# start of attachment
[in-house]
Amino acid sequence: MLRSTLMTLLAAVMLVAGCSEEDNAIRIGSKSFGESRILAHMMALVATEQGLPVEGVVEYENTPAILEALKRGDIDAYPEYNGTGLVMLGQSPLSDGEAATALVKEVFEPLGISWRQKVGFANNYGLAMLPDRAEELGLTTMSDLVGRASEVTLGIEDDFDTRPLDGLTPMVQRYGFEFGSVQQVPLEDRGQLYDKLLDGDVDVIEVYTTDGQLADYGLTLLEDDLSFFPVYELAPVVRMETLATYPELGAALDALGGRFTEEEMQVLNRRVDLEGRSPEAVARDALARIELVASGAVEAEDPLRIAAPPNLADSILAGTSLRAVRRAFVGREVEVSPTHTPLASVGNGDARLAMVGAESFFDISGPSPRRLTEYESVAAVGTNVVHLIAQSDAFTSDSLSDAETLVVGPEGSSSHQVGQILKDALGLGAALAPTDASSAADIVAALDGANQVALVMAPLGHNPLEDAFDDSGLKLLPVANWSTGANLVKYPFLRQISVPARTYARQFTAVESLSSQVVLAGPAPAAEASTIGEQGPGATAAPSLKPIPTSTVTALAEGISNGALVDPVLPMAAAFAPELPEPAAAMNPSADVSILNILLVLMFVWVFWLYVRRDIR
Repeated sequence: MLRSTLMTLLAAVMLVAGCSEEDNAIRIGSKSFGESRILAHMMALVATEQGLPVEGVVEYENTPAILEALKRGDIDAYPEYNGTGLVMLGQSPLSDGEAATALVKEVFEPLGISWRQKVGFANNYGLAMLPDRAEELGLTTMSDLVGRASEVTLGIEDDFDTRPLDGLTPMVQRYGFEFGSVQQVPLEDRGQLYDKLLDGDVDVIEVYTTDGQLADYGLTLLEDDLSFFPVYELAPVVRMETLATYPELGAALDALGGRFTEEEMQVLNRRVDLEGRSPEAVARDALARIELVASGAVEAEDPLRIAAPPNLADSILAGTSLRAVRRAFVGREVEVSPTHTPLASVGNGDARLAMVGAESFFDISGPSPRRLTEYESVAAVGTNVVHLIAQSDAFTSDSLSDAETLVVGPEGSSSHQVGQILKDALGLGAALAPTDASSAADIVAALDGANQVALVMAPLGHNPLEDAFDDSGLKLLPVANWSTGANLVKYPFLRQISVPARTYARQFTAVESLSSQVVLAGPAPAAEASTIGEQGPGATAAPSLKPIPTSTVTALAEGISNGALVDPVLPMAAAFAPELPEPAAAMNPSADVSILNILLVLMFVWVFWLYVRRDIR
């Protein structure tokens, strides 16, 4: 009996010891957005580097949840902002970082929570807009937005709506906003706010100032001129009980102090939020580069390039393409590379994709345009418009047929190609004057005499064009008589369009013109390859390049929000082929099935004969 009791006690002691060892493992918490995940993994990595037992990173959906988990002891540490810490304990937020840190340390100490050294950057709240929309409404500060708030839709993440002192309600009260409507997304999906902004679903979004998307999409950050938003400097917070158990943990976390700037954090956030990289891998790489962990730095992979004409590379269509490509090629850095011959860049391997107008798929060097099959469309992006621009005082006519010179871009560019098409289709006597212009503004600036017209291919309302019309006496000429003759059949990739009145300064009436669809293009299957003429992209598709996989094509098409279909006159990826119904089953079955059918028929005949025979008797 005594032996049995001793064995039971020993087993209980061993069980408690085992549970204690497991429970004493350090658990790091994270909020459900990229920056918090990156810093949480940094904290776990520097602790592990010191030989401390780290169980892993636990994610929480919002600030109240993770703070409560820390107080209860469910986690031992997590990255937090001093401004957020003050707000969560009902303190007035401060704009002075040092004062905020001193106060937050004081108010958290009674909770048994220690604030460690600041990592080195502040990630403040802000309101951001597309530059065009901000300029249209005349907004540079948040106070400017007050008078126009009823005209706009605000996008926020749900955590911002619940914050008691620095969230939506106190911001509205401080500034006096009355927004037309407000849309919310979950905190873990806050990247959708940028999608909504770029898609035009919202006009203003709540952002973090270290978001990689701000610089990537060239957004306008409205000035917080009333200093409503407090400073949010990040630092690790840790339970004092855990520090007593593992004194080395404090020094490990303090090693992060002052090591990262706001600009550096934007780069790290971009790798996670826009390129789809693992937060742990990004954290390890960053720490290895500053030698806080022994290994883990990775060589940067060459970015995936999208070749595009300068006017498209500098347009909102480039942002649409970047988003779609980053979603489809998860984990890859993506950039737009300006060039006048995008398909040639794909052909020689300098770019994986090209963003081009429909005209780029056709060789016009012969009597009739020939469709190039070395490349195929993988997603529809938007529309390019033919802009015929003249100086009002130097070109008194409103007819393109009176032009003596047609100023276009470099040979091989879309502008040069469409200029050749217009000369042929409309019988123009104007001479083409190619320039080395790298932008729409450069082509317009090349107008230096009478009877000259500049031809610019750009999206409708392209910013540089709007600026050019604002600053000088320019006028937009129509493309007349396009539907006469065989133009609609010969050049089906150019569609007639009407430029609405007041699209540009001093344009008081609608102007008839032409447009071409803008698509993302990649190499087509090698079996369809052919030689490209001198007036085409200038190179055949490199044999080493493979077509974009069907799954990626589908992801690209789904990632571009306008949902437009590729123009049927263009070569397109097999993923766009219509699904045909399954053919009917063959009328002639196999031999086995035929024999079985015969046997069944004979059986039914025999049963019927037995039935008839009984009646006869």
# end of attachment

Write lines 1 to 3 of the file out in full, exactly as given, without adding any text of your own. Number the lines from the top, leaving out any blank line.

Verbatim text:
[in-house]
Amino acid sequence: MLRSTLMTLLAAVMLVAGCSEEDNAIRIGSKSFGESRILAHMMALVATEQGLPVEGVVEYENTPAILEALKRGDIDAYPEYNGTGLVMLGQSPLSDGEAATALVKEVFEPLGISWRQKVGFANNYGLAMLPDRAEELGLTTMSDLVGRASEVTLGIEDDFDTRPLDGLTPMVQRYGFEFGSVQQVPLEDRGQLYDKLLDGDVDVIEVYTTDGQLADYGLTLLEDDLSFFPVYELAPVVRMETLATYPELGAALDALGGRFTEEEMQVLNRRVDLEGRSPEAVARDALARIELVASGAVEAEDPLRIAAPPNLADSILAGTSLRAVRRAFVGREVEVSPTHTPLASVGNGDARLAMVGAESFFDISGPSPRRLTEYESVAAVGTNVVHLIAQSDAFTSDSLSDAETLVVGPEGSSSHQVGQILKDALGLGAALAPTDASSAADIVAALDGANQVALVMAPLGHNPLEDAFDDSGLKLLPVANWSTGANLVKYPFLRQISVPARTYARQFTAVESLSSQVVLAGPAPAAEASTIGEQGPGATAAPSLKPIPTSTVTALAEGISNGALVDPVLPMAAAFAPELPEPAAAMNPSADVSILNILLVLMFVWVFWLYVRRDIR
Repeated sequence: MLRSTLMTLLAAVMLVAGCSEEDNAIRIGSKSFGESRILAHMMALVATEQGLPVEGVVEYENTPAILEALKRGDIDAYPEYNGTGLVMLGQSPLSDGEAATALVKEVFEPLGISWRQKVGFANNYGLAMLPDRAEELGLTTMSDLVGRASEVTLGIEDDFDTRPLDGLTPMVQRYGFEFGSVQQVPLEDRGQLYDKLLDGDVDVIEVYTTDGQLADYGLTLLEDDLSFFPVYELAPVVRMETLATYPELGAALDALGGRFTEEEMQVLNRRVDLEGRSPEAVARDALARIELVASGAVEAEDPLRIAAPPNLADSILAGTSLRAVRRAFVGREVEVSPTHTPLASVGNGDARLAMVGAESFFDISGPSPRRLTEYESVAAVGTNVVHLIAQSDAFTSDSLSDAETLVVGPEGSSSHQVGQILKDALGLGAALAPTDASSAADIVAALDGANQVALVMAPLGHNPLEDAFDDSGLKLLPVANWSTGANLVKYPFLRQISVPARTYARQFTAVESLSSQVVLAGPAPAAEASTIGEQGPGATAAPSLKPIPTSTVTALAEGISNGALVDPVLPMAAAFAPELPEPAAAMNPSADVSILNILLVLMFVWVFWLYVRRDIR